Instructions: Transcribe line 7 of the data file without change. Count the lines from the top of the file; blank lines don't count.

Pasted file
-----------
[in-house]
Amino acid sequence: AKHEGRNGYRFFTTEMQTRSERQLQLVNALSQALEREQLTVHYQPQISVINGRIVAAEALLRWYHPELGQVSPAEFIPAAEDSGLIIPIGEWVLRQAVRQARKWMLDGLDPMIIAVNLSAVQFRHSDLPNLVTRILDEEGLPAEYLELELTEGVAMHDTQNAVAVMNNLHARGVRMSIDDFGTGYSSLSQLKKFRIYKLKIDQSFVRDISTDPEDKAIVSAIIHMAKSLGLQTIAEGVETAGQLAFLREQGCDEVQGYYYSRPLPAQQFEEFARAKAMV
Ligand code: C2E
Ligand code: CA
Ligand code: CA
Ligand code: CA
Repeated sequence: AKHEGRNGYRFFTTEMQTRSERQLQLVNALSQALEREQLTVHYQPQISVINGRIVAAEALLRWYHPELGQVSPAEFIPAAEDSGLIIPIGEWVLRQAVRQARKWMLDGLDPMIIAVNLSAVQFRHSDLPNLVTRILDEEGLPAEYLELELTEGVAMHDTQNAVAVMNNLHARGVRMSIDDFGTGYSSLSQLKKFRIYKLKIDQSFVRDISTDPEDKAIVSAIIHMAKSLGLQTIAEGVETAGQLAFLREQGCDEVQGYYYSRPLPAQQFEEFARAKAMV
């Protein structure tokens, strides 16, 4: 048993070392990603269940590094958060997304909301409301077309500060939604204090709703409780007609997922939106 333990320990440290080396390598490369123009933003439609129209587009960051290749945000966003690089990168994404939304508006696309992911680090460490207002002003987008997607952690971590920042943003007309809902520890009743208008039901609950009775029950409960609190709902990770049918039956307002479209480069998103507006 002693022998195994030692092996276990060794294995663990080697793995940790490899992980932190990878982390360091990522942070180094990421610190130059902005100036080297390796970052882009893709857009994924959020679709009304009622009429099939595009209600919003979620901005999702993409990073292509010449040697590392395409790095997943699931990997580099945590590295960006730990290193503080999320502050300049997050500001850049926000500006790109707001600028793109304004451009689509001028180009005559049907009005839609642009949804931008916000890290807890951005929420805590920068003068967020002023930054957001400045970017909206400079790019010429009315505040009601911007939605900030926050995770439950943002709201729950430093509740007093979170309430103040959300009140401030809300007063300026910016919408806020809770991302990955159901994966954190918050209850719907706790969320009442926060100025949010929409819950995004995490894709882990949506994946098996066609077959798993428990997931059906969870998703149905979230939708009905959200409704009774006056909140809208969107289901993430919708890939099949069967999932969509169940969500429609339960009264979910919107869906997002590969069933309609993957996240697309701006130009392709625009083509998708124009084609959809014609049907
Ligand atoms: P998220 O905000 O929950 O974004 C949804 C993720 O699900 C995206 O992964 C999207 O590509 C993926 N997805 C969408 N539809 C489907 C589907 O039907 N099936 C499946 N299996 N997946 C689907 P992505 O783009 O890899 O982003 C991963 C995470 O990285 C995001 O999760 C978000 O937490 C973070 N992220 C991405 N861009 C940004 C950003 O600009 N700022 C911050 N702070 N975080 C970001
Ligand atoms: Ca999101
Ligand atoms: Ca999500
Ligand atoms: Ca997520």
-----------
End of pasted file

Repeated sequence: AKHEGRNGYRFFTTEMQTRSERQLQLVNALSQALEREQLTVHYQPQISVINGRIVAAEALLRWYHPELGQVSPAEFIPAAEDSGLIIPIGEWVLRQAVRQARKWMLDGLDPMIIAVNLSAVQFRHSDLPNLVTRILDEEGLPAEYLELELTEGVAMHDTQNAVAVMNNLHARGVRMSIDDFGTGYSSLSQLKKFRIYKLKIDQSFVRDISTDPEDKAIVSAIIHMAKSLGLQTIAEGVETAGQLAFLREQGCDEVQGYYYSRPLPAQQFEEFARAKAMV